M = 0.0289644 (*kg/mol*);
hb0 = 0       (*m*);
hb1 = 11000   (*m*);
hb2 = 20000   (*m*);
hb3 = 32000   (*m*);
hb4 = 47000   (*m*);
hb5 = 51000   (*m*);
hb6 = 71000   (*m*);
R = 8.3144598 (*J/mol/K*);

P0[h_] := Pb0*Exp[-g0*M*(h - hb0)/(R*Tb0)];
P1[h_] := Pb1*Exp[-g0*M*(h - hb1)/(R*Tb1)];
P2[h_] := Pb2*Exp[-g0*M*(h - hb2)/(R*Tb2)];
P3[h_] := Pb3*Exp[-g0*M*(h - hb3)/(R*Tb3)];
P4[h_] := Pb4*Exp[-g0*M*(h - hb4)/(R*Tb4)];
P5[h_] := Pb5*Exp[-g0*M*(h - hb5)/(R*Tb5)];
P6[h_] := Pb6*Exp[-g0*M*(h - hb6)/(R*Tb6)];

PP[h_] := Piecewise[{{P0[h], h <= 11000}, {P1[h], 11000 <= h <= 20000}, {P2[h],
20000 <= h <= 32000}, {P3[h], 32000 <= h <= 47000}, {P4[h],
47000 <= h <= 51000}, {P5[h], 51000 <= h <= 71000}, {P6[h], 71000 <= h <= 86000}}]

Plot[Labeled[{PP[h]}, "Pressure as a function of the height above the sea level",
5000], {h, 0, 51000}, PlotRange -> All, PlotStyle -> Red, AxesLabel -> {"h[m]", "P[Pa]"}]

Plot[Labeled[{PP[h]/100}, "Pressure as a function of the height above the sea level",
4000], {h, 0, 21000}, PlotRange -> {Automatic, {0, 1013.25}},
PlotStyle -> Red, AxesLabel -> {"h[km]", "P[hPa]"},
Ticks -> {Table[{1000 i, i}, {i, 1, 21, 2}], Automatic}]


We can use equations from Practical Meteorology

p1 = 1013.258*(288.15/(288.15 - 6.5*h))^(-5.255877);(* hPa *)
p2 = 226.32*Exp[-0.1577*(h - 11)];
p3 = 54.749*(216.65/(216.65 + 1*(h - 20)))^34.16319;
p4 = 8.868*(228.65/(228.65 + 2.8*(h - 32)))^12.2011;
p5 = 1.1109*Exp[-0.1262*(h - 47)];
P[h_] := Piecewise[{{p1, h <= 11}, {p2, 11 <= h <= 20}, {p3,
20 <= h <= 32}, {p4, 32 <= h <= 47}, {p5, 47 <= h <= 51}}]
Plot[Labeled[P[h], "Pressure as a function of the height above the sea level", 8], {h,
0, 51}, PlotRange -> All, PlotStyle -> Red, AxesLabel -> {h, P}]


EDITED: 15.10.2017.

U.S. Standard Atmosphere-1976 year from 0 to 1000 km.

p1 = 1013.25*(288.15/(288.15 - 6.5*h))^(-5.255877);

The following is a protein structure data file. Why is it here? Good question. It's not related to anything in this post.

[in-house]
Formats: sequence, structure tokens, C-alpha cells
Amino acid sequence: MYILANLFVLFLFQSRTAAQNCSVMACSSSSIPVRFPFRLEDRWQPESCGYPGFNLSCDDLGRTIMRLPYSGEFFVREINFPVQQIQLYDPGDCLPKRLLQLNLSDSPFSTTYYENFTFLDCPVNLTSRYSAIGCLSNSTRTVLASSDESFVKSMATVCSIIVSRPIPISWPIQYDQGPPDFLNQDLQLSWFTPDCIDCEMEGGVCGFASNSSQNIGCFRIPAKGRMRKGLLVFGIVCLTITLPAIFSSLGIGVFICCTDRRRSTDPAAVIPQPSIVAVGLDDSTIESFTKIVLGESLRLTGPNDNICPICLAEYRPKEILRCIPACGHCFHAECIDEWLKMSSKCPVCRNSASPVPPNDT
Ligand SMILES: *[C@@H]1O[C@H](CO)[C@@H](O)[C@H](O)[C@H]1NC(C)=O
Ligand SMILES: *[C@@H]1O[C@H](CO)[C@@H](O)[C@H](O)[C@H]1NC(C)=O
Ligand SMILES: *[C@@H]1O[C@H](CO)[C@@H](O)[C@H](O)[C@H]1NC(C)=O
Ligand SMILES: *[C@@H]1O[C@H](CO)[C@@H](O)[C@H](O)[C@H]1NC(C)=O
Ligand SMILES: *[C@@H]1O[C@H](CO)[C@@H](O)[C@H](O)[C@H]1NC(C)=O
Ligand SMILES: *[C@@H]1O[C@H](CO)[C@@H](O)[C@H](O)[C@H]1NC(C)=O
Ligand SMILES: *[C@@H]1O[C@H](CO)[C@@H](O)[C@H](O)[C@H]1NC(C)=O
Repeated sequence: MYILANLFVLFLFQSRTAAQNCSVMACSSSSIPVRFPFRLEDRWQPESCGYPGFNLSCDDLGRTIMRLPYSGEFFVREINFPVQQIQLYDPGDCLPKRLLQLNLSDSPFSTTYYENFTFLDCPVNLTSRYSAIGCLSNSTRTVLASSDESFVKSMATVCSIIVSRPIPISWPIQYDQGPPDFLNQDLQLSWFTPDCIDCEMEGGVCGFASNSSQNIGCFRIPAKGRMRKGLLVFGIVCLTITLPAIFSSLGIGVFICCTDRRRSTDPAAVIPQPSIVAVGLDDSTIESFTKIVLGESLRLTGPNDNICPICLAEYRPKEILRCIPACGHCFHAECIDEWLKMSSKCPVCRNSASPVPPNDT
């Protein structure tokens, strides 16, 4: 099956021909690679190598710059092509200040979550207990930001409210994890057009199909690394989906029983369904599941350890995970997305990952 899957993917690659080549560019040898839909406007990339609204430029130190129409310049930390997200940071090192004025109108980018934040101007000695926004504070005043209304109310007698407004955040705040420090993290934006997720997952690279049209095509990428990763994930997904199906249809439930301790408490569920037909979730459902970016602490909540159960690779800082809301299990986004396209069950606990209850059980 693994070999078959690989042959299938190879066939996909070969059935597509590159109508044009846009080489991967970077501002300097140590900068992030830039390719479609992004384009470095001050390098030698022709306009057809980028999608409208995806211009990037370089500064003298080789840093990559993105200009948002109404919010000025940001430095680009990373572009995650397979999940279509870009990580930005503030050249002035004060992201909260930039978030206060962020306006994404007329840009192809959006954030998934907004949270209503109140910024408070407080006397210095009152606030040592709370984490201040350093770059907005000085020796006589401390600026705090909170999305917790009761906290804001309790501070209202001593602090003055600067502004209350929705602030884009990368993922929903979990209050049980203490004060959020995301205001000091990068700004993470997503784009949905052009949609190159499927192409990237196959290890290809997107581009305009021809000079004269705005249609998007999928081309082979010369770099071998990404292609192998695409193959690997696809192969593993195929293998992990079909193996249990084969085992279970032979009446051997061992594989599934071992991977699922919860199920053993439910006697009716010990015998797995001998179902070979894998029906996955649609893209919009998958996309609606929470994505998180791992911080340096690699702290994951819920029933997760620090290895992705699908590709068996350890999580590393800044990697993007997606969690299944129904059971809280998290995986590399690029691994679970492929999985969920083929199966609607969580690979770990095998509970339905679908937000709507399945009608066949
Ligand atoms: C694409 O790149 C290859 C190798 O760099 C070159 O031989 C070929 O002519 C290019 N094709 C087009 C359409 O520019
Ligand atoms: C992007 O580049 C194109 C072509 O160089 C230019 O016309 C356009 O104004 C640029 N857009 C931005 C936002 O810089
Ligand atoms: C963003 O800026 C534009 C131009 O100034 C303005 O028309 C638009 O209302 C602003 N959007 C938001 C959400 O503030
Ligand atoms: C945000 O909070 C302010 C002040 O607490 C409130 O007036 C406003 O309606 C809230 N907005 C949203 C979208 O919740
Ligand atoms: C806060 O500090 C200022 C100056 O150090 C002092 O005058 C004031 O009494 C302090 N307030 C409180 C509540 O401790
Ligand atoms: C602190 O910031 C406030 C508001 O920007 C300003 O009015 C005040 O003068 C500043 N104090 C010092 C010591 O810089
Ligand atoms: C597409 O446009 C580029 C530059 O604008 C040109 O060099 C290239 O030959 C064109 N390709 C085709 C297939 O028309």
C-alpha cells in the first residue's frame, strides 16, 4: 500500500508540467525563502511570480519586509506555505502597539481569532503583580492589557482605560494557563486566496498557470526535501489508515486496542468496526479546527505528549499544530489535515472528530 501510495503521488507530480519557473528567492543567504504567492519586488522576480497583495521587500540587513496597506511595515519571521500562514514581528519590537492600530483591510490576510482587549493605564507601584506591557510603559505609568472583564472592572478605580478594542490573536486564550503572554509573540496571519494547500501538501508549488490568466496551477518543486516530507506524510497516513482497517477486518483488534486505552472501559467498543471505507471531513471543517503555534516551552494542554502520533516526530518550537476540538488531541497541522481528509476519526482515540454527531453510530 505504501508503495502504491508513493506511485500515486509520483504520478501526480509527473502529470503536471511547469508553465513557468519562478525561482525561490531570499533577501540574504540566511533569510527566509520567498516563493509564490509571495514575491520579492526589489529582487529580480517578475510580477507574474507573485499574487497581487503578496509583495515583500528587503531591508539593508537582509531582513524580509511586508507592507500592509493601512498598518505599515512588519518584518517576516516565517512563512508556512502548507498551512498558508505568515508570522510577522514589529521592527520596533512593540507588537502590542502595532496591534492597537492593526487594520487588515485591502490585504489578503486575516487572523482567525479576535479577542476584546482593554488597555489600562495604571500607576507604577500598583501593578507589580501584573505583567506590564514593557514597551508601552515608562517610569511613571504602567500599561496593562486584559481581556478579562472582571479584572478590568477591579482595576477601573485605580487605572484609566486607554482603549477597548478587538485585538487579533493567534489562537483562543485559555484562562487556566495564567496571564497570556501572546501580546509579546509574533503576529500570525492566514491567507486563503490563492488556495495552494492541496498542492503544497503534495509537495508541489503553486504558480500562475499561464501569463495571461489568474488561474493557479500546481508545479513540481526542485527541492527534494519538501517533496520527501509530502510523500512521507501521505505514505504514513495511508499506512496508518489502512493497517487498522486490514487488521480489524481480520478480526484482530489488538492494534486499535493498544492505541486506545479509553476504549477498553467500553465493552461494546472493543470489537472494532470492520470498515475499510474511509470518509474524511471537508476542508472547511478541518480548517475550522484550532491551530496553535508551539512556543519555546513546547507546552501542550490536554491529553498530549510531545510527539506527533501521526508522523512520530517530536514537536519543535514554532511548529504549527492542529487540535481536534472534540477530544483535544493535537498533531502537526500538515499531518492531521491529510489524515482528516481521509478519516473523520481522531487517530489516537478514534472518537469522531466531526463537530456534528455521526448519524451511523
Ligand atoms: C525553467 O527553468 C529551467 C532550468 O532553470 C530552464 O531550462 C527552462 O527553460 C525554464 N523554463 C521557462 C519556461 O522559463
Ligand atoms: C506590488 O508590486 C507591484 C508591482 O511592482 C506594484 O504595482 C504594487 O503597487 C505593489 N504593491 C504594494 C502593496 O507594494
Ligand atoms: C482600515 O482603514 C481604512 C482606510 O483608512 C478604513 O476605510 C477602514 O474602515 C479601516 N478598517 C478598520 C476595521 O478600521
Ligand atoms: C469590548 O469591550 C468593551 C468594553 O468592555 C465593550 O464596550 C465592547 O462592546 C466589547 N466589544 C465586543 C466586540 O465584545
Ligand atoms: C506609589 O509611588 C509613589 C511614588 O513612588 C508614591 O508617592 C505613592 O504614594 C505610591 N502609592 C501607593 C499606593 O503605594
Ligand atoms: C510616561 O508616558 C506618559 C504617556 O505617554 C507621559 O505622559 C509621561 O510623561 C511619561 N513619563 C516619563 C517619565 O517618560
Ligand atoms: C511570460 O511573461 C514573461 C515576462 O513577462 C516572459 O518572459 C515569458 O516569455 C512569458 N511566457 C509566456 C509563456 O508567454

p2 = 226.32*Exp[-0.1577*(h - 11)];
p3 = 54.749*(216.65/(216.65 + 1*(h - 20)))^34.16319;
p4 = 8.868*(228.65/(228.65 + 2.8*(h - 32)))^12.2011;
p5 = 1.1109*Exp[-0.1262*(h - 47)];
p6 = 0.6693887*(270.65/(270.65 - 2.8*(h - 51)))^-12.2011;
p7 = 0.03956420*(214.65/(214.65 - 2*(h - 71)))^-17.0816;
p8 = Exp[2.159582*10^-6*h^3 - 4.836957*10^-4*h^2 - 0.1425192*h + 13.47530];
p9 = Exp[3.304895*10^-5*h^3 - 0.00906273*h^2 + 0.6516698*h - 11.03037];
p10 = Exp[6.693926*10^-5*h^3 - 0.01945388*h^2 + 1.71908*h - 47.75030];
p11 = Exp[-6.539316*10^-5*h^3 + 0.02485568*h^2 - 3.223620*h +
135.9355];
p12 = Exp[2.283506*10^-7*h^4 - 1.343221*10^-4*h^3 + 0.02999016*h^2 -
3.055446*h + 113.5764];
p13 = Exp[1.20943*10^-8*h^4 - 9.692458*10^-6*h^3 + 0.003002041*h^2 -
0.4523015*h + 19.19151];
p14 = Exp[8.113942*10^-10*h^4 - 9.822568*10^-7*h^3 + 4.687616*10^-4*h^2 -
0.1231710*h + 3.067409];
p15 = Exp[9.814674*10^-11*h^4 - 1.654439*10^-7*h^3 + 1.148115*10^-4*h^2 -
0.05431334*h - 2.011365];
p16 = Exp[-7.835161*10^-11*h^4 + 1.96489*10^-7*h^3 -
1.657213*10^-4*h^2 + 0.04305869*h - 14.77132];
p17 = Exp[2.813255*10^-11*h^4 - 1.120689*10^-7*h^3 + 1.695568*10^-4*h^2 -
0.1188941*h + 14.56718];

P2[h_] := Piecewise[{{p1, h <= 11}, {p2, 11 <= h <= 20}, {p3,
20 <= h <= 32}, {p4, 32 <= h <= 47}, {p5, 47 <= h <= 51}, {p6,
51 <= h <= 71}, {p7, 71 <= h <= 86}, {p8, 86 <= h <= 91}, {p9,
91 <= h <= 100}, {p10, 100 <= h <= 110}, {p11,
110 <= h <= 120}, {p12, 120 <= h <= 150}, {p13,
150 <= h <= 200}, {p14, 200 <= h <= 300}, {p15,
300 <= h <= 500}, {p16, 500 <= h <= 750}, {p17, 750 <= h <= 1000}}]

Plot[Labeled[P2[h],"Pressure as a function of the height above the sea level",
1.5], {h, 0, 1000}, ScalingFunctions -> {"Log", "Log"},
PlotRange -> All, PlotStyle -> Red, AxesLabel -> {"h[km]", "P[hPa]"}]


We can see discontinuity it is caused by two different models.